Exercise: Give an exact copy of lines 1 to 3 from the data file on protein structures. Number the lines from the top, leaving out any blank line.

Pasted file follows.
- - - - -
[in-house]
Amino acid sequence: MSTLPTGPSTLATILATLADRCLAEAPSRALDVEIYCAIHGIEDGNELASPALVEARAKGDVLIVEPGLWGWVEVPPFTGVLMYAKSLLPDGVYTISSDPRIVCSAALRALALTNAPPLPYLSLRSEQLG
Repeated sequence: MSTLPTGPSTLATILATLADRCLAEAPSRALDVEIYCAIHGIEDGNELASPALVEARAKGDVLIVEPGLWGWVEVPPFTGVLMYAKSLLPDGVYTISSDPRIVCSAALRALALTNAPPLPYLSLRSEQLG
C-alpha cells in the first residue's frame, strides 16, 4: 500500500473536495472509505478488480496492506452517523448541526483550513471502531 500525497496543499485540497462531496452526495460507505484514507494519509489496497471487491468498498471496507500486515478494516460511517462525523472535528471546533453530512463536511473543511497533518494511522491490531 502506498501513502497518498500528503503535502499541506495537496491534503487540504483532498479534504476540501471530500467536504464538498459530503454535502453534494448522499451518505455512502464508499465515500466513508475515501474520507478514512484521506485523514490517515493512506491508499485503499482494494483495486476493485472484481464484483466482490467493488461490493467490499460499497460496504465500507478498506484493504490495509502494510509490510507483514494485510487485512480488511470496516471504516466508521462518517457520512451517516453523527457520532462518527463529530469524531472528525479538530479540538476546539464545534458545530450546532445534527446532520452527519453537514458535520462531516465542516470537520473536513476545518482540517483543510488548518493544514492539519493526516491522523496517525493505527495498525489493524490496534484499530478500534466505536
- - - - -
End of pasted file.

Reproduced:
[in-house]
Amino acid sequence: MSTLPTGPSTLATILATLADRCLAEAPSRALDVEIYCAIHGIEDGNELASPALVEARAKGDVLIVEPGLWGWVEVPPFTGVLMYAKSLLPDGVYTISSDPRIVCSAALRALALTNAPPLPYLSLRSEQLG
Repeated sequence: MSTLPTGPSTLATILATLADRCLAEAPSRALDVEIYCAIHGIEDGNELASPALVEARAKGDVLIVEPGLWGWVEVPPFTGVLMYAKSLLPDGVYTISSDPRIVCSAALRALALTNAPPLPYLSLRSEQLG